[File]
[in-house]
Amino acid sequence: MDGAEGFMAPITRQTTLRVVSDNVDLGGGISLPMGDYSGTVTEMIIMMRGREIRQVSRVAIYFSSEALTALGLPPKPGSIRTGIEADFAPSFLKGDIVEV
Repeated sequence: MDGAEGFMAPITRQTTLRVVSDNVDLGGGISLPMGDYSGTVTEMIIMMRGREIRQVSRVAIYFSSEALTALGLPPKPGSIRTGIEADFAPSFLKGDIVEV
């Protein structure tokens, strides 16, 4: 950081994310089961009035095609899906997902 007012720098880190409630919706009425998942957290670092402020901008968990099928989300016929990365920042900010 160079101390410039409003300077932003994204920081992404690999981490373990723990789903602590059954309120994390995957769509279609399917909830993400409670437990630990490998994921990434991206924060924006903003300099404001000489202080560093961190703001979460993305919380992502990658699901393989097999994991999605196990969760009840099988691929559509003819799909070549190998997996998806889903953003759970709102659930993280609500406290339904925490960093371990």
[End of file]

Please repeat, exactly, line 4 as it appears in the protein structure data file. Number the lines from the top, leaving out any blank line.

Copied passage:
């Protein structure tokens, strides 16, 4: 950081994310089961009035095609899906997902 007012720098880190409630919706009425998942957290670092402020901008968990099928989300016929990365920042900010 160079101390410039409003300077932003994204920081992404690999981490373990723990789903602590059954309120994390995957769509279609399917909830993400409670437990630990490998994921990434991206924060924006903003300099404001000489202080560093961190703001979460993305919380992502990658699901393989097999994991999605196990969760009840099988691929559509003819799909070549190998997996998806889903953003759970709102659930993280609500406290339904925490960093371990």